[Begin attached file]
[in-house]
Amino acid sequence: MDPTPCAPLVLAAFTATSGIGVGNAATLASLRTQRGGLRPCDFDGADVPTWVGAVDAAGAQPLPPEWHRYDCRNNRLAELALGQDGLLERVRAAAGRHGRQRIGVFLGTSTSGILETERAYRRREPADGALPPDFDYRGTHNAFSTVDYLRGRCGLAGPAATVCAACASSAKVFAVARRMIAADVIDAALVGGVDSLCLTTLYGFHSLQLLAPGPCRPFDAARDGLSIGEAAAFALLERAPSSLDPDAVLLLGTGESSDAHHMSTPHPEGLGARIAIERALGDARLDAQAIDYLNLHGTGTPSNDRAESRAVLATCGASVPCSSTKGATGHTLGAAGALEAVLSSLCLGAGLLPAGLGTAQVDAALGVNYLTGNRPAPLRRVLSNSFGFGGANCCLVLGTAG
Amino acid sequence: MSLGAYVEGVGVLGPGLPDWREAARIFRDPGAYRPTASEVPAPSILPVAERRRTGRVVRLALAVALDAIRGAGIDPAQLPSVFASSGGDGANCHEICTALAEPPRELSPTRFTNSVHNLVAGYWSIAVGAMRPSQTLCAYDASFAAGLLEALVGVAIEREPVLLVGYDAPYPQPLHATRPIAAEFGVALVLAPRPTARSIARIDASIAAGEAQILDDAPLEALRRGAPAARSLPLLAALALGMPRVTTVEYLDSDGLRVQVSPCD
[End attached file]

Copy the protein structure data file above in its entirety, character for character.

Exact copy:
[in-house]
Amino acid sequence: MDPTPCAPLVLAAFTATSGIGVGNAATLASLRTQRGGLRPCDFDGADVPTWVGAVDAAGAQPLPPEWHRYDCRNNRLAELALGQDGLLERVRAAAGRHGRQRIGVFLGTSTSGILETERAYRRREPADGALPPDFDYRGTHNAFSTVDYLRGRCGLAGPAATVCAACASSAKVFAVARRMIAADVIDAALVGGVDSLCLTTLYGFHSLQLLAPGPCRPFDAARDGLSIGEAAAFALLERAPSSLDPDAVLLLGTGESSDAHHMSTPHPEGLGARIAIERALGDARLDAQAIDYLNLHGTGTPSNDRAESRAVLATCGASVPCSSTKGATGHTLGAAGALEAVLSSLCLGAGLLPAGLGTAQVDAALGVNYLTGNRPAPLRRVLSNSFGFGGANCCLVLGTAG
Amino acid sequence: MSLGAYVEGVGVLGPGLPDWREAARIFRDPGAYRPTASEVPAPSILPVAERRRTGRVVRLALAVALDAIRGAGIDPAQLPSVFASSGGDGANCHEICTALAEPPRELSPTRFTNSVHNLVAGYWSIAVGAMRPSQTLCAYDASFAAGLLEALVGVAIEREPVLLVGYDAPYPQPLHATRPIAAEFGVALVLAPRPTARSIARIDASIAAGEAQILDDAPLEALRRGAPAARSLPLLAALALGMPRVTTVEYLDSDGLRVQVSPCD